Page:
This week I stayed up too late one night to finish Evie Wyld’s novel All the Birds, Singing. After I turned out the lights, I lay awake deciphering how Wyld had stitched the thing together and how she’d managed to make every page of it wrought with terror and mystery.
Then I had a bunch of nightmares.
I don’t usually read thrillers. I’m not a great sleeper anyway – I’d hate to think what a steady diet of horror would do to my psyche. But I’m so glad I read Wyld’s novel, a delicious puzzle of a story.
About Jake Whyte, a woman who raises sheep on an island off the coast of England, Wyld’s novel toggles time: Moving forward through the present is the mystery of what’s killing Jake’s sheep – something vicious, stealthy, beastly – and the mystery of what’s chasing her from the past. Moving backward is the story of Jake’s past in Australia, also a mystery that increases in brutality as the novel careens on.
The twin haunting of Jake’s past and the current lives is flecked with leering, largely malicious characters. So much so that a reader is naturally suspicious of the mysterious stranger Lloyd, who shows up one stormy night at the ranch. Jake decides to trust him, but as we’ve seen, her life is a stew of unfortunate events and her own tragic choices. We don’t entirely trust her perspective.
Psychological and physical torment through the seen and the unseen stalk the novel’s pages. There’s the trope of gruesome scars on Jake’s back. Though we never get a really detailed bead on what, exactly, they look like, we understand them to be horrific and to appear as if she’s been ravaged by some clawed beast. More, every scene in which the scars present themselves means further menace for Jake. We come to understand the necessity of her muscular arms and legs, honed through a regimen of push-ups and sit-ups – sometimes the only aspect of her world she can control.
Plugging for Jake to occupy any kind of grace is what a reader brings to every threatening scene.
Structurally complicated and unflinching, the novel marches toward the mystery of Jake’s bleak past and what feels like her bleaker future. Along the way it’s peppered with the kindnesses of people with whom Jake attempts to heal. Greg, the boyfriend she leaves behind in Australia. Lloyd, who seems, always, to be in the right place at the right time. Don, from whom she bought the island ranch, who’s got his own set of demons to wrangle.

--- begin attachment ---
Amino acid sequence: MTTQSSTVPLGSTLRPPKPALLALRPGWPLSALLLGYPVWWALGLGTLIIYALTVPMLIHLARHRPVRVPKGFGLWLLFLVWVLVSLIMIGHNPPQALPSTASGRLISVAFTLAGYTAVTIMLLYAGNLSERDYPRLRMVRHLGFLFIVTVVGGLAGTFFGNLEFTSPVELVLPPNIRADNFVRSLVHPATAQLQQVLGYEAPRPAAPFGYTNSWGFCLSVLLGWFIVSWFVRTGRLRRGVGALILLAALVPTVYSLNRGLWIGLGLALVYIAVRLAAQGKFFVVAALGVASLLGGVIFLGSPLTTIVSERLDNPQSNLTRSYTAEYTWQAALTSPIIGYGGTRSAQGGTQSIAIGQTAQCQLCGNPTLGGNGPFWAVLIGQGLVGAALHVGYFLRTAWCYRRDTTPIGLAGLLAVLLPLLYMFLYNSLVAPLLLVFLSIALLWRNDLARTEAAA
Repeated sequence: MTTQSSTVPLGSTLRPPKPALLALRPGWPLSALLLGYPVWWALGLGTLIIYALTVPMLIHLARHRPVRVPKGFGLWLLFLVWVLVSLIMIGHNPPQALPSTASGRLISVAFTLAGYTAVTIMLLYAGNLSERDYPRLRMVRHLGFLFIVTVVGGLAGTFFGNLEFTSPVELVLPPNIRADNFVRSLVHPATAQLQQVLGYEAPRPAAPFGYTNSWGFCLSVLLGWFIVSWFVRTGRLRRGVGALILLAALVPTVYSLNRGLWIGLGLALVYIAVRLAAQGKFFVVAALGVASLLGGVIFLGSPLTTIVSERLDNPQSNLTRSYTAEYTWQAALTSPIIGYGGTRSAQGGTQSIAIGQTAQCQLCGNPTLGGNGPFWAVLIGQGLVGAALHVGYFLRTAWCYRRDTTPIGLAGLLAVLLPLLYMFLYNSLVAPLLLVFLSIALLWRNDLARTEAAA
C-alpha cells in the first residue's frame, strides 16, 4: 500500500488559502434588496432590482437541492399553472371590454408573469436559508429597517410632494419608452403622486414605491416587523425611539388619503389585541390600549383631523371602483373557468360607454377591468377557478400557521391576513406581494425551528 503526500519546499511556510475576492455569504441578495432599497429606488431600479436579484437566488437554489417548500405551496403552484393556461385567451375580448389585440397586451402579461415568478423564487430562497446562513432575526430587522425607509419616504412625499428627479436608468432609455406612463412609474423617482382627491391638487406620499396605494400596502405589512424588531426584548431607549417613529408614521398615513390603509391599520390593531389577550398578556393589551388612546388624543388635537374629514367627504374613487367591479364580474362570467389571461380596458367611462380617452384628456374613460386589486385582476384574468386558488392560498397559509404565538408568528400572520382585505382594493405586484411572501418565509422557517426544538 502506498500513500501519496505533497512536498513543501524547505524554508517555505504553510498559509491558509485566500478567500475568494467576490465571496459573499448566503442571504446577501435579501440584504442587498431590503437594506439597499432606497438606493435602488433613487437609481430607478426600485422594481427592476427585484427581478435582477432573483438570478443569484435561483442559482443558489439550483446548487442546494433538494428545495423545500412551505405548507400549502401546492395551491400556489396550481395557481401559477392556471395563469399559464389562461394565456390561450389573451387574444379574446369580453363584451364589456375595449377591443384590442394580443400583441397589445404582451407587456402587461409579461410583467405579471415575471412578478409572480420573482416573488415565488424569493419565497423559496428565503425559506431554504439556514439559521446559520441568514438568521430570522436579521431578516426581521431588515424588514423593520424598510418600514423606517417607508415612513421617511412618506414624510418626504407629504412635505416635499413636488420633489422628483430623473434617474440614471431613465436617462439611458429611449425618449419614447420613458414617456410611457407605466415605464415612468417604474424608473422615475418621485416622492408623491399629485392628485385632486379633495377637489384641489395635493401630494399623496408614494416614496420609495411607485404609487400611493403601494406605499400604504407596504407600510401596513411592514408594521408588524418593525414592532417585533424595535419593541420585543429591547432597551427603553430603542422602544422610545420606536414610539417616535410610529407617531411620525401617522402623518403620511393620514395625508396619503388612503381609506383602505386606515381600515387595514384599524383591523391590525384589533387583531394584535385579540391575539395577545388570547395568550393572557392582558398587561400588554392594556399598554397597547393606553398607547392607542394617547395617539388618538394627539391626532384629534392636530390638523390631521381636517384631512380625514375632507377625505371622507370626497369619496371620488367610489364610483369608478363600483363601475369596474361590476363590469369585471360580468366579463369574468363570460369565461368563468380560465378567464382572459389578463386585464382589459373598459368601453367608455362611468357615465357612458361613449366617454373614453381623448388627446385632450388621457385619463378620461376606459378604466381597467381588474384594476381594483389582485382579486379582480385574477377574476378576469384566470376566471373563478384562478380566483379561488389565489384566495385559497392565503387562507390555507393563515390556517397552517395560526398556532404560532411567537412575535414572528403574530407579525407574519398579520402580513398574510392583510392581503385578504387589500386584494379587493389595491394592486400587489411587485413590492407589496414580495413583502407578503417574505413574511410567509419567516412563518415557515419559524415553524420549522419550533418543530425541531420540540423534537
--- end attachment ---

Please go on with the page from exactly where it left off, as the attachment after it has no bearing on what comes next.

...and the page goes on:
To all this Wyld adds the relentless rain, the wind, the isolation, and the uncertainty of what or whom is tracking her – man or supernatural force. Wyld shoves a reader along toward the inevitable intersection of past and present.
A point, this reader was certain, must be cataclysmic. And it is.
I will say that after the heart-drumming-up-at-night-reading-nightmare-having-hope-for-grace journey with Jake, I was surprised (and disappointed) at the ending. I spent quite a bit of time thumbing back through the pages, trying to trace the road map to the place where Wyld leaves us. It’s a purposefully mysterious place, that much is clear. After spending so much time in the good hands of a really accomplished storyteller, I had to reconcile the ending as artfully open and remember that sometimes landing the plane of a story is the most difficult part.
In an interview with Courtney Collins, Wyld talks about resisting neat closures. I don’t disagree with her; endings that solve every conflict make the journey to get there much less interesting. Equally dissatisfying, though, is a kind of vague falling away – two characters staring off into the distance might be real life, but it doesn’t much work for fiction, especially fiction that for two hundred excruciating pages is a punch in the gut.
I don’t think Wyld’s ending works, but I take her point: tidy endings stink; the world is full of mystery we can hardly imagine; our own hearts are sometimes cloaked in darkness. Ultimately, I recognize in the final scene a reconciliation for Jake, and for that, I’ll be able to sleep easier at night.
She won some impressive awards for All the Birds, Singing, her second novel: the Miles Franklin Award, the Encore Award, and the Jerwood Fiction Uncovered prize. She was short and long listed for a heap of others, and among The New York Times 100 Notable Books of 2014.
I can’t wait to see what dark tales Evie Wyld’s got waiting in the wings.